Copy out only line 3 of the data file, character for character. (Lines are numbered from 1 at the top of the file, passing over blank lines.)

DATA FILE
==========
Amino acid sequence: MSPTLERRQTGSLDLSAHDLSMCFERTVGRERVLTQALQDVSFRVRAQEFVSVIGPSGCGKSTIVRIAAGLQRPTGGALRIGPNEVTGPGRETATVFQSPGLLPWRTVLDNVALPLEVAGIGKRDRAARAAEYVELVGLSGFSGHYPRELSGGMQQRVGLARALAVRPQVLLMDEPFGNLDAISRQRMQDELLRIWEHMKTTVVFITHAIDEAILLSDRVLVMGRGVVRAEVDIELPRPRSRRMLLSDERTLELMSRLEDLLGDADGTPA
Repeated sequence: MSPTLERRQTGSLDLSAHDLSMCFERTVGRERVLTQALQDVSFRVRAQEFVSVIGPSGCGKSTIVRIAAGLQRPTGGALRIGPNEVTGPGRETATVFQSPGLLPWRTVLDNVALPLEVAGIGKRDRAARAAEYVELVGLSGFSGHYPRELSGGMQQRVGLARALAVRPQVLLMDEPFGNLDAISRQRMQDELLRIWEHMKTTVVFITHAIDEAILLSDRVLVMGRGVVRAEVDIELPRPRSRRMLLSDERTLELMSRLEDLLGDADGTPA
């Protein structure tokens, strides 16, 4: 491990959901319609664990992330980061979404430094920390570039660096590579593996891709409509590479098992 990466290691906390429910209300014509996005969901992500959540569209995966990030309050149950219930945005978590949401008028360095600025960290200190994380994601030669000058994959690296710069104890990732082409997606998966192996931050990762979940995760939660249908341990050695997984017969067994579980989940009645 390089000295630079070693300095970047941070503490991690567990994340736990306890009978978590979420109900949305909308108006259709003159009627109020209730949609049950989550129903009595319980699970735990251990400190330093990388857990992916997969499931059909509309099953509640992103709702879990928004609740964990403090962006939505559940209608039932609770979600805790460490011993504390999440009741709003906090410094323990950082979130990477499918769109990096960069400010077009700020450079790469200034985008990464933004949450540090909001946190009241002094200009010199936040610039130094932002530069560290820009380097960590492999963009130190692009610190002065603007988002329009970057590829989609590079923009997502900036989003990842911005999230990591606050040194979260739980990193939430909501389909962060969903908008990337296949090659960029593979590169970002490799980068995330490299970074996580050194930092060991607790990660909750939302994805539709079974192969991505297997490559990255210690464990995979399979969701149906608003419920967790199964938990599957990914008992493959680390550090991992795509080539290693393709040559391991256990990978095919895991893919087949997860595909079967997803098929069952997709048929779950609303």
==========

């Protein structure tokens, strides 16, 4: 491990959901319609664990992330980061979404430094920390570039660096590579593996891709409509590479098992 990466290691906390429910209300014509996005969901992500959540569209995966990030309050149950219930945005978590949401008028360095600025960290200190994380994601030669000058994959690296710069104890990732082409997606998966192996931050990762979940995760939660249908341990050695997984017969067994579980989940009645 390089000295630079070693300095970047941070503490991690567990994340736990306890009978978590979420109900949305909308108006259709003159009627109020209730949609049950989550129903009595319980699970735990251990400190330093990388857990992916997969499931059909509309099953509640992103709702879990928004609740964990403090962006939505559940209608039932609770979600805790460490011993504390999440009741709003906090410094323990950082979130990477499918769109990096960069400010077009700020450079790469200034985008990464933004949450540090909001946190009241002094200009010199936040610039130094932002530069560290820009380097960590492999963009130190692009610190002065603007988002329009970057590829989609590079923009997502900036989003990842911005999230990591606050040194979260739980990193939430909501389909962060969903908008990337296949090659960029593979590169970002490799980068995330490299970074996580050194930092060991607790990660909750939302994805539709079974192969991505297997490559990255210690464990995979399979969701149906608003419920967790199964938990599957990914008992493959680390550090991992795509080539290693393709040559391991256990990978095919895991893919087949997860595909079967997803098929069952997709048929779950609303």